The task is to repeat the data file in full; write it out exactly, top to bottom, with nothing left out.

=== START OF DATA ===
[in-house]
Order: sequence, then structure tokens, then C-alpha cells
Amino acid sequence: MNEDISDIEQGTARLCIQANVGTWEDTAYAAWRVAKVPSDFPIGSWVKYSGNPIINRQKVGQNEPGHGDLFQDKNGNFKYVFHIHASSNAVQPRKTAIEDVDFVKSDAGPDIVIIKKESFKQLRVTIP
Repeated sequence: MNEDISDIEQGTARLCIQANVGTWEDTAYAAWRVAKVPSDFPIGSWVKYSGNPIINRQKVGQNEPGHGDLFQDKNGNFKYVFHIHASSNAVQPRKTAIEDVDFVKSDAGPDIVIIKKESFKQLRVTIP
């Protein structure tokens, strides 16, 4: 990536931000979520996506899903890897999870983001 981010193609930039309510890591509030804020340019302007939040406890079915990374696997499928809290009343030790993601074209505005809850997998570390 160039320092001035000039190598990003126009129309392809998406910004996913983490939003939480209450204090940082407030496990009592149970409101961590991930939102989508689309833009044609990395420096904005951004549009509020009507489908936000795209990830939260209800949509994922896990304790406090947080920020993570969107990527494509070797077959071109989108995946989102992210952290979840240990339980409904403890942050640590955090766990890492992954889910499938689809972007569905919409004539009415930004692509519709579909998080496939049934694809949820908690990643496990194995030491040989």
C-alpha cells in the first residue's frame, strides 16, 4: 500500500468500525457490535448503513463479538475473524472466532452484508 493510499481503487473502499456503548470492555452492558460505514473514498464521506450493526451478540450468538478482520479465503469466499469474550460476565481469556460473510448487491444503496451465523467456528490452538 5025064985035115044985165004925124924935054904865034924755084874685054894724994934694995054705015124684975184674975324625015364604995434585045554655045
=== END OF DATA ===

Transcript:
[in-house]
Order: sequence, then structure tokens, then C-alpha cells
Amino acid sequence: MNEDISDIEQGTARLCIQANVGTWEDTAYAAWRVAKVPSDFPIGSWVKYSGNPIINRQKVGQNEPGHGDLFQDKNGNFKYVFHIHASSNAVQPRKTAIEDVDFVKSDAGPDIVIIKKESFKQLRVTIP
Repeated sequence: MNEDISDIEQGTARLCIQANVGTWEDTAYAAWRVAKVPSDFPIGSWVKYSGNPIINRQKVGQNEPGHGDLFQDKNGNFKYVFHIHASSNAVQPRKTAIEDVDFVKSDAGPDIVIIKKESFKQLRVTIP
């Protein structure tokens, strides 16, 4: 990536931000979520996506899903890897999870983001 981010193609930039309510890591509030804020340019302007939040406890079915990374696997499928809290009343030790993601074209505005809850997998570390 160039320092001035000039190598990003126009129309392809998406910004996913983490939003939480209450204090940082407030496990009592149970409101961590991930939102989508689309833009044609990395420096904005951004549009509020009507489908936000795209990830939260209800949509994922896990304790406090947080920020993570969107990527494509070797077959071109989108995946989102992210952290979840240990339980409904403890942050640590955090766990890492992954889910499938689809972007569905919409004539009415930004692509519709579909998080496939049934694809949820908690990643496990194995030491040989």
C-alpha cells in the first residue's frame, strides 16, 4: 500500500468500525457490535448503513463479538475473524472466532452484508 493510499481503487473502499456503548470492555452492558460505514473514498464521506450493526451478540450468538478482520479465503469466499469474550460476565481469556460473510448487491444503496451465523467456528490452538 5025064985035115044985165004925124924935054904865034924755084874685054894724994934694995054705015124684975184674975324625015364604995434585045554655045